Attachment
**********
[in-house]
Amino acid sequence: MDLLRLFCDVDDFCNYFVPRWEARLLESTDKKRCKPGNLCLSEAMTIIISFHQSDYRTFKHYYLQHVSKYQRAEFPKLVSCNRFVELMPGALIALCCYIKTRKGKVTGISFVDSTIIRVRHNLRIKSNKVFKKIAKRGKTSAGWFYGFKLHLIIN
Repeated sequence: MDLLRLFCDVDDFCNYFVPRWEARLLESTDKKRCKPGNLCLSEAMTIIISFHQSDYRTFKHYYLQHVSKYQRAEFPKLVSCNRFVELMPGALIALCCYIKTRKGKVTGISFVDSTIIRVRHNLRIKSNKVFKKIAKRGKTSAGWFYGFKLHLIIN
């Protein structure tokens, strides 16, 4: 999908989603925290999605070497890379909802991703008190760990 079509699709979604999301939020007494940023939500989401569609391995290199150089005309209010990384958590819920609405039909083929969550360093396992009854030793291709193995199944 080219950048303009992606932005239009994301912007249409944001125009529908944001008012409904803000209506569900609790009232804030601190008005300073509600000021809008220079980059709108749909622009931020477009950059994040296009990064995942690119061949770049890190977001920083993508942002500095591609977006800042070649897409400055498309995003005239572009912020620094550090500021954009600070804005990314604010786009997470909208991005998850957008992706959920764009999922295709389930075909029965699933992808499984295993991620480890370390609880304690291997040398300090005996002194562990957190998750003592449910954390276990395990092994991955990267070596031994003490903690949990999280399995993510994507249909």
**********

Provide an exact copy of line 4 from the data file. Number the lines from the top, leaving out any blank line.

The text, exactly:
């Protein structure tokens, strides 16, 4: 999908989603925290999605070497890379909802991703008190760990 079509699709979604999301939020007494940023939500989401569609391995290199150089005309209010990384958590819920609405039909083929969550360093396992009854030793291709193995199944 080219950048303009992606932005239009994301912007249409944001125009529908944001008012409904803000209506569900609790009232804030601190008005300073509600000021809008220079980059709108749909622009931020477009950059994040296009990064995942690119061949770049890190977001920083993508942002500095591609977006800042070649897409400055498309995003005239572009912020620094550090500021954009600070804005990314604010786009997470909208991005998850957008992706959920764009999922295709389930075909029965699933992808499984295993991620480890370390609880304690291997040398300090005996002194562990957190998750003592449910954390276990395990092994991955990267070596031994003490903690949990999280399995993510994507249909």